by Samantha Slade, guest blogger
As an urban family staunchly against owning a car, the thought of pushing my newborn baby around in a car seat just didn’t make sense to me. My husband and I paid little attention to strollers as we registered for baby supplies, opting instead to sign up for an array of slings, wraps, and other carriers. Most of them didn’t really work for us once baby arrived, as my wiggly baby would work himself halfway out of even the snuggest wrap I could muster. We quickly found that all of us–Mom, Dad and Baby –were partial to the Baby Bjorn. I could throw baby into the carrier and hit the town. After one long day, however, while removing him from the carrier, I heard his back crack. I thought… “Wait a minute… He’s only 2 ½ months old – that seems way too young to need his back cracked!” Coupled with the lower back pain that I was starting to feel from carrying my 14 lb. boy around with me, I began to question our carrier. With a long weekend to NYC looming ahead of his, I knew that getting a different, more ergonomic carrier with better support would be the best thing I could do for the backs of both the baby and I.
That’s when I discovered the whole world of soft structured carriers (SSC). Being a librarian by training, I began extensive research to see what carriers were out there. It seemed that many of the SSC were designed for babies 6 months and up. I needed something now, and I wanted to find something that could grow with baby. Also, I had spoken to a couple of former Bjorn users, and they all said they had used the carrier for longer than was comfortable for their backs because their babies loved facing out so much.
With this as my working information, I knew when I found the Pikkolo that I had found my new carrier. It is a work horse. It can accommodate baby at the age he is now, allow him to face-out ergonomically, and be used until he is a toddler. Plus by choosing the Café Au Lait plain brown style, it is a unisex carrier that doesn’t make my husband feel awkward when wearing.
I’m very happy with the versatility of the Pikkolo. I recently had a friend in town with her toddler. She asked me all about my Pikkolo throughout dinner. We stopped into a salon afterwards to say hello to a mutual friend. When she mentioned her sister was having a baby, my visitor pointed at my carrier and said “THAT’S the carrier to give her as a gift!” After 2 months of use, I can only say I wholeheartedly agree.
Norway. At least according to the organization Save the Children’s Annual State of the World’s Mothers report. The US did not do all that well, ranking 28th–which is below Greece, Portugal, pretty much all Western Europe and just above the former Soviet bloc. The reasons cited for the US’ poor ranking was that more women die in childbirth or after than in most wealthy countries and shorter maternity leave and fewer maternity benefits. Of course, our individual situations are so varied and it probably seems that in many ways, such rankings don’t have much to do with us personally. But one thing that I think we can do as individuals is learn as much as we can about pregnancy and birth when we find out that we are expecting a baby. Not any particular “method” or philosophy about pregnancy or birth; there are many and people will probably have strongly varied opinions on them. Just learn about the biological and physiological facts about pregnancy and childbirth. For one, it’s fascinating! An amazing thing happens to our bodies when we become pregnant and prepare to give birth! But more importantly, in my opinion, is that learning about what is happening to our bodies during pregnancy helps us overcome natural fears about the process and make informed choices about what’s best for us and our families. There are many types of childbirth classes that you can take together with the baby’s father and research suggests that fathers who become involved in the education process have a huge positive affect on birth outcomes. Read books and articles and ask your doctor or midwife to suggest places to find soundly researched info that can help you understand pregnancy and birth and prepare for the big event. Then instead of something that is happening to you, it becomes a process that you are a part of, and if you get thrown for a loop by some unexpected event, you will be that much better able to stay calm and make the decision that is best for you and your baby.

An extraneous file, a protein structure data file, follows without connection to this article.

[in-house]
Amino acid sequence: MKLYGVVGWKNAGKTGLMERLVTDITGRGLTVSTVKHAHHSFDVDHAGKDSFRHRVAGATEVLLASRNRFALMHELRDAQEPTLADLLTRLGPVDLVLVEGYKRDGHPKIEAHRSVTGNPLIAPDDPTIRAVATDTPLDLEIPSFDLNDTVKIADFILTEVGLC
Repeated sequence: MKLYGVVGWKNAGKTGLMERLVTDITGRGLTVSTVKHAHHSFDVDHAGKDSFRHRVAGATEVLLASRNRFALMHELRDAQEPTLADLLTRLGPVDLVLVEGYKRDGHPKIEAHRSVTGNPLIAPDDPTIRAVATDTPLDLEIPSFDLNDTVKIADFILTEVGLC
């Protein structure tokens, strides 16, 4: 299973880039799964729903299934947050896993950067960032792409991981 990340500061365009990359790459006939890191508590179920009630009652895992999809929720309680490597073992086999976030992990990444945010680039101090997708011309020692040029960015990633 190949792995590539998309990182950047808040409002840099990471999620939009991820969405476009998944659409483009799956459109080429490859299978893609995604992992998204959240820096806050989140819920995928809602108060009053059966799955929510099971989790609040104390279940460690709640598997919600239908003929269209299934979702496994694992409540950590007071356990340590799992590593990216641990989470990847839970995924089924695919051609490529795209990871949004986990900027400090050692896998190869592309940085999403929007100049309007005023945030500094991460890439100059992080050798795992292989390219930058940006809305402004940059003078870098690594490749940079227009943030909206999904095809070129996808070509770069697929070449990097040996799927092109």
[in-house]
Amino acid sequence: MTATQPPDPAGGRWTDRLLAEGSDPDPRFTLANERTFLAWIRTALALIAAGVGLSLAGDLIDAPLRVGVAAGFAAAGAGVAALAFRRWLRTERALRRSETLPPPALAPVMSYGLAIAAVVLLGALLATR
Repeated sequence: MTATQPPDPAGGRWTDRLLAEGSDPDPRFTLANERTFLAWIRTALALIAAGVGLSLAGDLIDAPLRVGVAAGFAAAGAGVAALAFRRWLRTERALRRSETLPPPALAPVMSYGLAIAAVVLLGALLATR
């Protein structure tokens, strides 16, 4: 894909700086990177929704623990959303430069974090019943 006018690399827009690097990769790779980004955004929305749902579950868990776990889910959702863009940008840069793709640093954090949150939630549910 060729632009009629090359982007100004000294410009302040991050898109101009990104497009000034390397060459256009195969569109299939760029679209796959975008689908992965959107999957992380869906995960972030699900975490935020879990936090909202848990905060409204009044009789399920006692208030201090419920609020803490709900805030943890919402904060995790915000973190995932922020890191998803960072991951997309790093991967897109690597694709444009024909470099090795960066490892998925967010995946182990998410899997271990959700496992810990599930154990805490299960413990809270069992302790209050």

Last week when I was in Louisville, Kentucky for the ABC Kids Spring Educational Conference, I saw a story in a magazine about this great organization called PUMP: Providing Urgent Milk to Parents. This Florida nonprofit organization began when local moms donated their pumped breast milk to a suddenly-widowed father of a 6-week-old daughter. In that first month, moms donated over 2,000 ounces of milk, all of which is screened before being distributed. They continue now to help provide breast milk to babies in Central Florida who cannot be fed by their mothers due to extraordinary circumstances. They of course depend on moms who are willing to pump and donate their milk, but also have community support from businesses that serve as milk drop-off locations, as well as individuals and corporate sponsors who donate supplies and money. Get Pumped is run by volunteers and does not charge the recipient families for donor milk. If you are in central Florida, or have friends in central Florida who can help, tell them about Get Pumped. And maybe the organization can serve as inspiration for people around the world who would like to provide breast milk to families who need it!
Learn more about the organization at its website: https://www.getpumpedonline.org/.